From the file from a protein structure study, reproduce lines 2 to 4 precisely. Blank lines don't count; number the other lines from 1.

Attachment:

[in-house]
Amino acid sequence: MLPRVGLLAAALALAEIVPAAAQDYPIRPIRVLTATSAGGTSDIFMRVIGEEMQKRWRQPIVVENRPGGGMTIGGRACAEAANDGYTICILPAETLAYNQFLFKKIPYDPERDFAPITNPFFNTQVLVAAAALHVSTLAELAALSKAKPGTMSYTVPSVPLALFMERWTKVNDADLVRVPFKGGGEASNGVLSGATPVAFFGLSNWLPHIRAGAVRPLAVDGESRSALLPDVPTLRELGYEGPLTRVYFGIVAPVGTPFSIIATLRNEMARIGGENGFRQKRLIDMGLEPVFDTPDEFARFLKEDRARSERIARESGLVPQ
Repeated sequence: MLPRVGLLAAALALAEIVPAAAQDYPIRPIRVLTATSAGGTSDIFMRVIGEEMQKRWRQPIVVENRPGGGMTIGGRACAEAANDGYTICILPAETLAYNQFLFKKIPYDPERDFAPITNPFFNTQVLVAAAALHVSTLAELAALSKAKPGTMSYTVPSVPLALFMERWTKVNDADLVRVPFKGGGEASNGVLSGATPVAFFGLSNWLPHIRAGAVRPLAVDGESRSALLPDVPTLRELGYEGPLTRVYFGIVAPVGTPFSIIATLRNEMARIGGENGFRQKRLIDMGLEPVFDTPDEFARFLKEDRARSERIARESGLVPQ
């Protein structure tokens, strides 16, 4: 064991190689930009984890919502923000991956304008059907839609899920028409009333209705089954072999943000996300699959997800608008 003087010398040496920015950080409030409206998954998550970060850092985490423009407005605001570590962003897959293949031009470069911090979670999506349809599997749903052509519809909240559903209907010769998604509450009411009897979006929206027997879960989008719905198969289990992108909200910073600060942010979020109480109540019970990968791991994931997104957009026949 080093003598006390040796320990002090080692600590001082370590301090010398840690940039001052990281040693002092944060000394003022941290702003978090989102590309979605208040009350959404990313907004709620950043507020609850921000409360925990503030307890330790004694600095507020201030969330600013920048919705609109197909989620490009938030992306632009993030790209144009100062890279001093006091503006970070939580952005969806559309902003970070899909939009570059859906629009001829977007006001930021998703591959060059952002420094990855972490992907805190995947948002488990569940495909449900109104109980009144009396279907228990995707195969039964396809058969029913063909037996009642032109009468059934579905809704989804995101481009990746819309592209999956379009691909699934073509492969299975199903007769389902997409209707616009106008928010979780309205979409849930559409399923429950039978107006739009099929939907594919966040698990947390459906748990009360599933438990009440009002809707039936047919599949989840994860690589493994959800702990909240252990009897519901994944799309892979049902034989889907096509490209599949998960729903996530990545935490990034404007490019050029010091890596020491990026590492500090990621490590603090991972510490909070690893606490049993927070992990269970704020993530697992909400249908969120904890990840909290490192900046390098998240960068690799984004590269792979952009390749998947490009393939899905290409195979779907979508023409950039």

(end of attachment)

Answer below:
Amino acid sequence: MLPRVGLLAAALALAEIVPAAAQDYPIRPIRVLTATSAGGTSDIFMRVIGEEMQKRWRQPIVVENRPGGGMTIGGRACAEAANDGYTICILPAETLAYNQFLFKKIPYDPERDFAPITNPFFNTQVLVAAAALHVSTLAELAALSKAKPGTMSYTVPSVPLALFMERWTKVNDADLVRVPFKGGGEASNGVLSGATPVAFFGLSNWLPHIRAGAVRPLAVDGESRSALLPDVPTLRELGYEGPLTRVYFGIVAPVGTPFSIIATLRNEMARIGGENGFRQKRLIDMGLEPVFDTPDEFARFLKEDRARSERIARESGLVPQ
Repeated sequence: MLPRVGLLAAALALAEIVPAAAQDYPIRPIRVLTATSAGGTSDIFMRVIGEEMQKRWRQPIVVENRPGGGMTIGGRACAEAANDGYTICILPAETLAYNQFLFKKIPYDPERDFAPITNPFFNTQVLVAAAALHVSTLAELAALSKAKPGTMSYTVPSVPLALFMERWTKVNDADLVRVPFKGGGEASNGVLSGATPVAFFGLSNWLPHIRAGAVRPLAVDGESRSALLPDVPTLRELGYEGPLTRVYFGIVAPVGTPFSIIATLRNEMARIGGENGFRQKRLIDMGLEPVFDTPDEFARFLKEDRARSERIARESGLVPQ
């Protein structure tokens, strides 16, 4: 064991190689930009984890919502923000991956304008059907839609899920028409009333209705089954072999943000996300699959997800608008 003087010398040496920015950080409030409206998954998550970060850092985490423009407005605001570590962003897959293949031009470069911090979670999506349809599997749903052509519809909240559903209907010769998604509450009411009897979006929206027997879960989008719905198969289990992108909200910073600060942010979020109480109540019970990968791991994931997104957009026949 080093003598006390040796320990002090080692600590001082370590301090010398840690940039001052990281040693002092944060000394003022941290702003978090989102590309979605208040009350959404990313907004709620950043507020609850921000409360925990503030307890330790004694600095507020201030969330600013920048919705609109197909989620490009938030992306632009993030790209144009100062890279001093006091503006970070939580952005969806559309902003970070899909939009570059859906629009001829977007006001930021998703591959060059952002420094990855972490992907805190995947948002488990569940495909449900109104109980009144009396279907228990995707195969039964396809058969029913063909037996009642032109009468059934579905809704989804995101481009990746819309592209999956379009691909699934073509492969299975199903007769389902997409209707616009106008928010979780309205979409849930559409399923429950039978107006739009099929939907594919966040698990947390459906748990009360599933438990009440009002809707039936047919599949989840994860690589493994959800702990909240252990009897519901994944799309892979049902034989889907096509490209599949998960729903996530990545935490990034404007490019050029010091890596020491990026590492500090990621490590603090991972510490909070690893606490049993927070992990269970704020993530697992909400249908969120904890990840909290490192900046390098998240960068690799984004590269792979952009390749998947490009393939899905290409195979779907979508023409950039």